Another unfading trend is the so-called sharing economy. People share various things or services that are not used at some point - as a result, it is beneficial to everyone. The most famous example is Airbnb, a short-term apartment rental service. However, now the principle of sharing economy extends to an increasing number of areas. You can rent a car, bike, leave someone with a pet for the duration of the vacation, or pay for the execution of a small assignment.

For large cities, perhaps the most relevant is the Parking Panda mobile app. In real time, it shows whether there are free parking spaces nearby that other service users are willing to share. The project also takes part in ordinary paid parking lots, which inform about the availability of free places and even carry out discount campaigns in low load seasons. The company takes a commission of 15-20% for each leased through its service place. According to the National Parking Association, the paid parking market in the US is $ 18 billion per year.

Scorebig

ScoreBig allows you to buy tickets for sporting events and entertainment shows - concerts, performances, exhibitions at a great discount. Unlike other popular discount services, this is not just an exchange on which users get rid of unnecessary tickets. ScoreBig works directly with event organizers. According to the creators of the service, about 40% of all tickets remain unsold, but the organizers do not want to sell them at a reduced price - this requires additional efforts and adversely affects the image of the company and the artists it brings.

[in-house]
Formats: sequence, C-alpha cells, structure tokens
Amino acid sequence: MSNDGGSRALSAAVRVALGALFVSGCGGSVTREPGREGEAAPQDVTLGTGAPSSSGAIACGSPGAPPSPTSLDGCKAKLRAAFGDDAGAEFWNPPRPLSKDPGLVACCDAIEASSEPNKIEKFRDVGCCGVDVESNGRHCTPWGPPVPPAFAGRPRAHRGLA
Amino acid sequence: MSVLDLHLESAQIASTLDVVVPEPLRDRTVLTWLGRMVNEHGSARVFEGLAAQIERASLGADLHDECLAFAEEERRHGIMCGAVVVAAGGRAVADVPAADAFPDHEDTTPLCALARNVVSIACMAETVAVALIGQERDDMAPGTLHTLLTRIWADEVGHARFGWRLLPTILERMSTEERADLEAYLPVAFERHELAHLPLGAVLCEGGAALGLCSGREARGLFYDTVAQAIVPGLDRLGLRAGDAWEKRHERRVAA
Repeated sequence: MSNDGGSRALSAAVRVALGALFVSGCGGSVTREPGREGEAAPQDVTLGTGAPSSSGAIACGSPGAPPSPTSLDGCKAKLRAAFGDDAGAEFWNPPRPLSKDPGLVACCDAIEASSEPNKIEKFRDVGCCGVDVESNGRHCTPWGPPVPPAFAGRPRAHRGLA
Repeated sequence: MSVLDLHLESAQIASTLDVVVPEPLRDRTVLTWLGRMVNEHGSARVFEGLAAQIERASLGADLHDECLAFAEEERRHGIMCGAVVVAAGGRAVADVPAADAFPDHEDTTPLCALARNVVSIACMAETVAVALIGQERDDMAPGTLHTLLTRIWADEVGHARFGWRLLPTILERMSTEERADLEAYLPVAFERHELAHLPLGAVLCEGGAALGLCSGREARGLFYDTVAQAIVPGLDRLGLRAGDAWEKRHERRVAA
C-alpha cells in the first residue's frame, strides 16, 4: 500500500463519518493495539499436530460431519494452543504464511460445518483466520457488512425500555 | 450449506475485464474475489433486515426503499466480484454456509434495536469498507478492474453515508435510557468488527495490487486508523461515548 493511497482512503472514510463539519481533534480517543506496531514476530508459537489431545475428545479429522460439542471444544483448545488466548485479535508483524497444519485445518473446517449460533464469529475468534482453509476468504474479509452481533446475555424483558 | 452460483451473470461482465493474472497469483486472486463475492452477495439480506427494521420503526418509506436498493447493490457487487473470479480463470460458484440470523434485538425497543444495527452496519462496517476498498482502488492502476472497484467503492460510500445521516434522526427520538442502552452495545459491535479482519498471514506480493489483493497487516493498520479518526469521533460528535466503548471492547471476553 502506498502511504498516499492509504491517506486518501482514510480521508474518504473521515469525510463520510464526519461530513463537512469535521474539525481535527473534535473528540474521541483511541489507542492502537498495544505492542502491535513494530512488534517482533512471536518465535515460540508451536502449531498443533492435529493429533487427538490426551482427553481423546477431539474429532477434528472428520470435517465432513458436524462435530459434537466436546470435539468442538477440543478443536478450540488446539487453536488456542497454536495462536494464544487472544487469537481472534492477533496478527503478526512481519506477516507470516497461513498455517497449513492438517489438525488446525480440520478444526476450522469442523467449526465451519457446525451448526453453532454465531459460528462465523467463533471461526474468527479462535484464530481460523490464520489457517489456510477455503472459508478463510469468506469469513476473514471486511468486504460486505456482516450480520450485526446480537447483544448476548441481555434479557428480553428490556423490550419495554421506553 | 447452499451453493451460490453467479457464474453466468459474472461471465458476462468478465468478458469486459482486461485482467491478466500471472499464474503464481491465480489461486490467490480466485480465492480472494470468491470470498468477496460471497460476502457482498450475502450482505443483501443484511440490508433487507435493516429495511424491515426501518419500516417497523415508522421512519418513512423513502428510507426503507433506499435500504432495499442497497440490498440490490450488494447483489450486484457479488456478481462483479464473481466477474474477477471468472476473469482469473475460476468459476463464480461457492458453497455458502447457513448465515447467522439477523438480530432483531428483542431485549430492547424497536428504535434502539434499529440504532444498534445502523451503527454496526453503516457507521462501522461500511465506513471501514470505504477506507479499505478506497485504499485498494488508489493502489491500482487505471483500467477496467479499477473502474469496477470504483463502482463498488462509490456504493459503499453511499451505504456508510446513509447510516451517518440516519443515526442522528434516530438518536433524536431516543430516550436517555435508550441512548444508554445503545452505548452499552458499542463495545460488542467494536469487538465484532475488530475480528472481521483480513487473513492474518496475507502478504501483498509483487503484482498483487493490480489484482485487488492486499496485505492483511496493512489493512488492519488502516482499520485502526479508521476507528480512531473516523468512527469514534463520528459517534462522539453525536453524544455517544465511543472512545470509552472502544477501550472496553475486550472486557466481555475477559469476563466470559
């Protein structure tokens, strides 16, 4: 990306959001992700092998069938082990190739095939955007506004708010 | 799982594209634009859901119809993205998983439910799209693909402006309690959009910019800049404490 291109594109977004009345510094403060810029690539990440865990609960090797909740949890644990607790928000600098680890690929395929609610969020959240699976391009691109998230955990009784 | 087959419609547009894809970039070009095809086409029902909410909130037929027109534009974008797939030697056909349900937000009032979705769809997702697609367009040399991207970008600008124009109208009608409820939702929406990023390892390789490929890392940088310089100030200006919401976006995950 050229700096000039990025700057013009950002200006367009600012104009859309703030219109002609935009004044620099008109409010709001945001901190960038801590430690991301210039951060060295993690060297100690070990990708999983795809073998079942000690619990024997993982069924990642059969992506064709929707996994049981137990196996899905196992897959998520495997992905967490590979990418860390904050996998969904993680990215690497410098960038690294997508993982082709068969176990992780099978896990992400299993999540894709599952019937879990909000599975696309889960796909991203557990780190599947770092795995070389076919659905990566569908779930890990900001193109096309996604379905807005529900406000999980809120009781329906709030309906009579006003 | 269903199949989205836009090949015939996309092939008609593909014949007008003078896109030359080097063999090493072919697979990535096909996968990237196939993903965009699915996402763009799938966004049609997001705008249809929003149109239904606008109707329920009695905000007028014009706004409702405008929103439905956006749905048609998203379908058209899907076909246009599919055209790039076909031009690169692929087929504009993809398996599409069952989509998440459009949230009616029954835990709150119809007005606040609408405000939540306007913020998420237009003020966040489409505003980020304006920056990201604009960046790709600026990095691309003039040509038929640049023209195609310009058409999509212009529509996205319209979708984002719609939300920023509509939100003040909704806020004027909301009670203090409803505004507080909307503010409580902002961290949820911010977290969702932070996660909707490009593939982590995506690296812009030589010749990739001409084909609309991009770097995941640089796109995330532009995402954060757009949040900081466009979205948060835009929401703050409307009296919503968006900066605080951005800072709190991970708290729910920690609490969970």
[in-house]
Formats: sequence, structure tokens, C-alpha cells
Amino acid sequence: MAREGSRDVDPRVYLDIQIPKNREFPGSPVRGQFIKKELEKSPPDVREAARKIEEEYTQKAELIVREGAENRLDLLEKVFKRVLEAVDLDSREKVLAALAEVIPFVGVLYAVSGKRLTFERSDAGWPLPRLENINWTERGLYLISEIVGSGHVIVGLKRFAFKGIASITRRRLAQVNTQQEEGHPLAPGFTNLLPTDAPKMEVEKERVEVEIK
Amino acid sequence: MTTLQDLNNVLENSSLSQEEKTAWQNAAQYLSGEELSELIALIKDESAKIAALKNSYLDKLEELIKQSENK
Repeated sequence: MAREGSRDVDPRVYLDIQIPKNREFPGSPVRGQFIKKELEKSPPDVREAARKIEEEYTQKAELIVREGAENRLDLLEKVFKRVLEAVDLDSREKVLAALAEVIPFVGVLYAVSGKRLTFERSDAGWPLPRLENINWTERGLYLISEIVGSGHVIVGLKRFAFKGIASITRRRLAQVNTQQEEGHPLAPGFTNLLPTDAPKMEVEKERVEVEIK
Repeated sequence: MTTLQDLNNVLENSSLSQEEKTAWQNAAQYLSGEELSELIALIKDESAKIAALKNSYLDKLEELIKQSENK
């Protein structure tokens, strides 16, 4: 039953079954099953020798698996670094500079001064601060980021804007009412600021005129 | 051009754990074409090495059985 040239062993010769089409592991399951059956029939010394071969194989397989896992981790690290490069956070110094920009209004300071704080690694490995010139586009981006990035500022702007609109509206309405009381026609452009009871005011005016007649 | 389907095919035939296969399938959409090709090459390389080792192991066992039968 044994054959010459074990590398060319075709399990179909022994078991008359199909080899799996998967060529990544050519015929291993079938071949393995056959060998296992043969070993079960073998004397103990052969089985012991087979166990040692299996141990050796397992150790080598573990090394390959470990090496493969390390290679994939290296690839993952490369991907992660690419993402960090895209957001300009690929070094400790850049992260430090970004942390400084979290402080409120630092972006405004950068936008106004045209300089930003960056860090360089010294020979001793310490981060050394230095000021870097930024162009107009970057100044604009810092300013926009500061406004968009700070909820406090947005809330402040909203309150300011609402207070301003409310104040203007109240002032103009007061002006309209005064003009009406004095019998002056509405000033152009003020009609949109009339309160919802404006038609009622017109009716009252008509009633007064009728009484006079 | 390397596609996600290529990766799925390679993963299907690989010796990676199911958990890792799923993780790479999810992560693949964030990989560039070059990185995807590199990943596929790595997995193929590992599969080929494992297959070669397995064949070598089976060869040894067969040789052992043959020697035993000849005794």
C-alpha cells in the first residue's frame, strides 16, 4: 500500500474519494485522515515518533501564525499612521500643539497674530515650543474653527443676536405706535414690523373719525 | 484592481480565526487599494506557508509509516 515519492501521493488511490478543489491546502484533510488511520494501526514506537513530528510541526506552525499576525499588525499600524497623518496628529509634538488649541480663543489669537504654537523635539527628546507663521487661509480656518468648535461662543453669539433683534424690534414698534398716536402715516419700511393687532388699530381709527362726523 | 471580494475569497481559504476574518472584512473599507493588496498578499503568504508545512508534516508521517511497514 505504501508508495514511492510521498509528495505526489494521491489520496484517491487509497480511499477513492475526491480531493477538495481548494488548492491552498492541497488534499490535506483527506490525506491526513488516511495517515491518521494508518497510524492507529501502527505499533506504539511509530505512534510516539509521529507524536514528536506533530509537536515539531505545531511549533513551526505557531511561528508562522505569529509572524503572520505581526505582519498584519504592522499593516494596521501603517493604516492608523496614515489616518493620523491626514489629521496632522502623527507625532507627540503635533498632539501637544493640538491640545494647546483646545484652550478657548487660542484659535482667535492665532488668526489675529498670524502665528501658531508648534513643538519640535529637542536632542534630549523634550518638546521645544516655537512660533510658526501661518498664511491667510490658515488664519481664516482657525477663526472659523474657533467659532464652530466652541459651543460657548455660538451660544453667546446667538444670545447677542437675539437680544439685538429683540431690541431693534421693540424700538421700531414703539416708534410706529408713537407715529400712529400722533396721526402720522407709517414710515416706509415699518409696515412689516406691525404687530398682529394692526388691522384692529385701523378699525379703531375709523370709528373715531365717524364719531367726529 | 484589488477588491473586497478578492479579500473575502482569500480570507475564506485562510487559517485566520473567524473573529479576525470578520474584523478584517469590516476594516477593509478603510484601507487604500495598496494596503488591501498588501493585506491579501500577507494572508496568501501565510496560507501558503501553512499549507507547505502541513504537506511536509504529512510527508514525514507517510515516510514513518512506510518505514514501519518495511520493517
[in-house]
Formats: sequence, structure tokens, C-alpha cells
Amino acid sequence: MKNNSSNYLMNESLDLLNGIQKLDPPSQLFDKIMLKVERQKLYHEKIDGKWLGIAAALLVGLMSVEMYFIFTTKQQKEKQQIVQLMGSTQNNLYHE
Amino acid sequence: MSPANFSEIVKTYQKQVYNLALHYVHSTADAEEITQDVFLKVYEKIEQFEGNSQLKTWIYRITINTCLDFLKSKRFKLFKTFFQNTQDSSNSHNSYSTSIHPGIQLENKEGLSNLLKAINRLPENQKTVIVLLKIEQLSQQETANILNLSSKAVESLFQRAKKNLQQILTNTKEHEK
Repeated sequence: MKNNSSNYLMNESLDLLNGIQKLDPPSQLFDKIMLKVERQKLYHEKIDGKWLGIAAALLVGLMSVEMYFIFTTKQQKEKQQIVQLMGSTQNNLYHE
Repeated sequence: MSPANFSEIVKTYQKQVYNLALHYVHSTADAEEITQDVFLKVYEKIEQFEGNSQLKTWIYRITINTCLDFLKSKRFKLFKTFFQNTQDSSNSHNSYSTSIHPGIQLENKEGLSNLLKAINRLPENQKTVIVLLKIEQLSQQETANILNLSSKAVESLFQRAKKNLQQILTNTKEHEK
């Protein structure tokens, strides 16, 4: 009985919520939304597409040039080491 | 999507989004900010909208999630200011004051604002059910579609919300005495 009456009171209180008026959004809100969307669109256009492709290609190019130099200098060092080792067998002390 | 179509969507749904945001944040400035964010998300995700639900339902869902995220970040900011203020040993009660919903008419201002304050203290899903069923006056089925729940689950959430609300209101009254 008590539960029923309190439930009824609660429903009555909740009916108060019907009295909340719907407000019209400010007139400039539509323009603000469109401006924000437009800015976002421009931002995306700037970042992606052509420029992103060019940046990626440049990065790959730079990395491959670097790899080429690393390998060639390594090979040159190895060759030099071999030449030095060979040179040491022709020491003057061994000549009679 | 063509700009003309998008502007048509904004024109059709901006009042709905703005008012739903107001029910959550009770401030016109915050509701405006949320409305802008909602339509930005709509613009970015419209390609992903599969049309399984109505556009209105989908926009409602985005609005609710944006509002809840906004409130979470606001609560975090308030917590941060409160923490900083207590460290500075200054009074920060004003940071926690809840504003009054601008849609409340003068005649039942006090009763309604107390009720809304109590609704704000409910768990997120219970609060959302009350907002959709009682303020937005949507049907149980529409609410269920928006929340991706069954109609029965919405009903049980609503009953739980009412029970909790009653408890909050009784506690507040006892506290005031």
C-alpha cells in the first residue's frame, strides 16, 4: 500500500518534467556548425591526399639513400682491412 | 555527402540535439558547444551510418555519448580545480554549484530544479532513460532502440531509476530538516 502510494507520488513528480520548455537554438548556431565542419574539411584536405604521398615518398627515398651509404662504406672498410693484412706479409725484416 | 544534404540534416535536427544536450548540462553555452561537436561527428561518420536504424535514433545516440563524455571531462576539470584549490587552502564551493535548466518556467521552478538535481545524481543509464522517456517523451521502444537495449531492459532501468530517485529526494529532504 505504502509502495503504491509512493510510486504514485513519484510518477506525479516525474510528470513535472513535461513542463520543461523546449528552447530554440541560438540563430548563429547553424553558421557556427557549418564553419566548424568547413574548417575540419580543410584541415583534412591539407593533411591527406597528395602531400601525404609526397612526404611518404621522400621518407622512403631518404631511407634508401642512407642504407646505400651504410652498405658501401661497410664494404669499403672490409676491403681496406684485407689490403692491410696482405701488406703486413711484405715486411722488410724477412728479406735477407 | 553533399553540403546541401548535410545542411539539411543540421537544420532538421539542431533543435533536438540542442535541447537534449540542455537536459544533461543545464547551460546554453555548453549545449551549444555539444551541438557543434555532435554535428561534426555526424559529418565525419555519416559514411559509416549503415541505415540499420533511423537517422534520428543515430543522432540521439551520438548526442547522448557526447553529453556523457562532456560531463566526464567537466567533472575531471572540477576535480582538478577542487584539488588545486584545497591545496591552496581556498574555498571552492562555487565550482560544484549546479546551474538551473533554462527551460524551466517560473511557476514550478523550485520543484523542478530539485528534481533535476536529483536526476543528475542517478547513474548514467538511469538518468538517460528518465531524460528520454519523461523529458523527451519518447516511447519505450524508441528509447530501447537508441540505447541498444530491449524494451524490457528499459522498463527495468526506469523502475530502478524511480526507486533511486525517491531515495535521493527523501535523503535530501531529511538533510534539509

User ScoreBig chooses the ticket price for the event of interest to him. He sees a percentage that others save on average, but can try to get an even bigger discount if, for example, he buys a range for his friends or colleagues. But the price may be above average, if the transaction is completed at the last moment and there are very few tickets left. The company received $ 31.5 million in four rounds of investment. The annual market for indirect sales of tickets to events in the United States is about $ 20 billion.

Datahero

Big Data is an expression that inspires confidence and is often used to impress in conversations about the future of a business. However, while intellectual processing of large volumes of information by software methods is actively used mainly in corporate solutions.

DataHero is a startup promising to introduce a mass audience that does not have special technical knowledge to this tool. It is enough to download the data in the familiar Excel format from one of the cloud services, and DataHero will build a visualized, highly customizable and intuitively controlled presentation of this data. The first users note that the application itself suggests in which form the information should be displayed, which aspects of it should be highlighted and which parameters might be worth adding. According to Transparency Market Research, the US Big Data market in 2012 was $ 6.8 billion. At the same time, experts predict a sharp increase to $ 48 billion by 2018.

Illustration: twins cartoon

Watch the video: The Putin Files: Julia Ioffe (November 2019).